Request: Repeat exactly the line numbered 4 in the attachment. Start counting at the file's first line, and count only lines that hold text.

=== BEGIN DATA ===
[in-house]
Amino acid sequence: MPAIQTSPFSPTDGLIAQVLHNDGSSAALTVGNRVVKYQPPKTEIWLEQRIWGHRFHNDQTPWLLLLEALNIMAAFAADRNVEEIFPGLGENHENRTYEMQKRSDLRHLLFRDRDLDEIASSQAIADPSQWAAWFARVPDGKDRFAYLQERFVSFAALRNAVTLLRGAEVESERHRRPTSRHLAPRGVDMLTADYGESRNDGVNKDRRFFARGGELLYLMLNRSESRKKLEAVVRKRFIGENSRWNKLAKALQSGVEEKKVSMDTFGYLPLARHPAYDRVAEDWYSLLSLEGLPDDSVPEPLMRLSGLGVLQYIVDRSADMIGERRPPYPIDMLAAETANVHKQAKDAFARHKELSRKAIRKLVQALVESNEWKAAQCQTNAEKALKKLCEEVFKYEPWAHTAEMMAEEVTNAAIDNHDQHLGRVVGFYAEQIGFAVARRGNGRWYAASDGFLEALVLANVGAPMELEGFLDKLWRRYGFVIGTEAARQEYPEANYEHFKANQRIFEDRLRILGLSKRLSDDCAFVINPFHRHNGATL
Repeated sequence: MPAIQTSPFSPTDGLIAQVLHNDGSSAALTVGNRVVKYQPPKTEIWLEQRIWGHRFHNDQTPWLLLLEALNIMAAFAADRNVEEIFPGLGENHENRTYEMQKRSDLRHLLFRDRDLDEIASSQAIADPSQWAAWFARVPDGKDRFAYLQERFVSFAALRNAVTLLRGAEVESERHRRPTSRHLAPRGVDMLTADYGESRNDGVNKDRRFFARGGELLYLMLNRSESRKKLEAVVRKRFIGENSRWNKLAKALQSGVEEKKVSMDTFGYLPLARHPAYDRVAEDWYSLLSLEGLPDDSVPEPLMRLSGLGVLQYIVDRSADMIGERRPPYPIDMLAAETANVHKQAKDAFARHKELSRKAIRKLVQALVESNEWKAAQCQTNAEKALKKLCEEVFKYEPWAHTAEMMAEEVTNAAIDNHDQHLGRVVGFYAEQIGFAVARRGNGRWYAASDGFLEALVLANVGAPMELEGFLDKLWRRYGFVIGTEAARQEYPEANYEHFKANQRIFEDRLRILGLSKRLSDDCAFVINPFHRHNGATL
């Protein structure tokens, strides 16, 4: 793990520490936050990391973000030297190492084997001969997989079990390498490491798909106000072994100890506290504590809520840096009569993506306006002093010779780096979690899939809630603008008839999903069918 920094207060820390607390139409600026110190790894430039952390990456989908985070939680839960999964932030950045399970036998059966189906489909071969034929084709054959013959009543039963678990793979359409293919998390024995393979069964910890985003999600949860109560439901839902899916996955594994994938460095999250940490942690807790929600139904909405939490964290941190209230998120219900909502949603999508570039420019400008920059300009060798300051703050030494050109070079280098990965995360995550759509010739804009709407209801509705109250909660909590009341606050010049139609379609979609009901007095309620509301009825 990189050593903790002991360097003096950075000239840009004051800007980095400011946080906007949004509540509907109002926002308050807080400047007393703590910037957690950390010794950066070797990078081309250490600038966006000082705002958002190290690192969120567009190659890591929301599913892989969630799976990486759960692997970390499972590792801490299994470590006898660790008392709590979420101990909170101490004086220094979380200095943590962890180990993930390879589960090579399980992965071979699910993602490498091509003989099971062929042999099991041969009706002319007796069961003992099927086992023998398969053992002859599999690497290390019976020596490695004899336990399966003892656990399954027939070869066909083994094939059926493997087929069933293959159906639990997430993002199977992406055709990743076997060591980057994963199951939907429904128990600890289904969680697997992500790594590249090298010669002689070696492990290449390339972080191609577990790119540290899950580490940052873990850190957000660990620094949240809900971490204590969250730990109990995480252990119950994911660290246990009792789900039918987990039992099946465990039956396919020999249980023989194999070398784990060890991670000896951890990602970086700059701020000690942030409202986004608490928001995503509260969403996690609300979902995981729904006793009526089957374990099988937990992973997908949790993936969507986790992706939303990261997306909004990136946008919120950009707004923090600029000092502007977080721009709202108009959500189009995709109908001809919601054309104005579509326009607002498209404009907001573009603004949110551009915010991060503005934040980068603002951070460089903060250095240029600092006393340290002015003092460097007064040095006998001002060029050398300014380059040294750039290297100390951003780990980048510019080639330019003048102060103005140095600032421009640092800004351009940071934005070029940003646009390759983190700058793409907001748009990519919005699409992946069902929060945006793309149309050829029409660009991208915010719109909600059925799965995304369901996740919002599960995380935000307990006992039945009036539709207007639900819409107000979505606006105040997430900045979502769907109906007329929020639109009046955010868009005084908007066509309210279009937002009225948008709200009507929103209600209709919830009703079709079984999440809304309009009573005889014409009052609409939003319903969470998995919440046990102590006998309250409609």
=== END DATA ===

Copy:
């Protein structure tokens, strides 16, 4: 793990520490936050990391973000030297190492084997001969997989079990390498490491798909106000072994100890506290504590809520840096009569993506306006002093010779780096979690899939809630603008008839999903069918 920094207060820390607390139409600026110190790894430039952390990456989908985070939680839960999964932030950045399970036998059966189906489909071969034929084709054959013959009543039963678990793979359409293919998390024995393979069964910890985003999600949860109560439901839902899916996955594994994938460095999250940490942690807790929600139904909405939490964290941190209230998120219900909502949603999508570039420019400008920059300009060798300051703050030494050109070079280098990965995360995550759509010739804009709407209801509705109250909660909590009341606050010049139609379609979609009901007095309620509301009825 990189050593903790002991360097003096950075000239840009004051800007980095400011946080906007949004509540509907109002926002308050807080400047007393703590910037957690950390010794950066070797990078081309250490600038966006000082705002958002190290690192969120567009190659890591929301599913892989969630799976990486759960692997970390499972590792801490299994470590006898660790008392709590979420101990909170101490004086220094979380200095943590962890180990993930390879589960090579399980992965071979699910993602490498091509003989099971062929042999099991041969009706002319007796069961003992099927086992023998398969053992002859599999690497290390019976020596490695004899336990399966003892656990399954027939070869066909083994094939059926493997087929069933293959159906639990997430993002199977992406055709990743076997060591980057994963199951939907429904128990600890289904969680697997992500790594590249090298010669002689070696492990290449390339972080191609577990790119540290899950580490940052873990850190957000660990620094949240809900971490204590969250730990109990995480252990119950994911660290246990009792789900039918987990039992099946465990039956396919020999249980023989194999070398784990060890991670000896951890990602970086700059701020000690942030409202986004608490928001995503509260969403996690609300979902995981729904006793009526089957374990099988937990992973997908949790993936969507986790992706939303990261997306909004990136946008919120950009707004923090600029000092502007977080721009709202108009959500189009995709109908001809919601054309104005579509326009607002498209404009907001573009603004949110551009915010991060503005934040980068603002951070460089903060250095240029600092006393340290002015003092460097007064040095006998001002060029050398300014380059040294750039290297100390951003780990980048510019080639330019003048102060103005140095600032421009640092800004351009940071934005070029940003646009390759983190700058793409907001748009990519919005699409992946069902929060945006793309149309050829029409660009991208915010719109909600059925799965995304369901996740919002599960995380935000307990006992039945009036539709207007639900819409107000979505606006105040997430900045979502769907109906007329929020639109009046955010868009005084908007066509309210279009937002009225948008709200009507929103209600209709919830009703079709079984999440809304309009009573005889014409009052609409939003319903969470998995919440046990102590006998309250409609």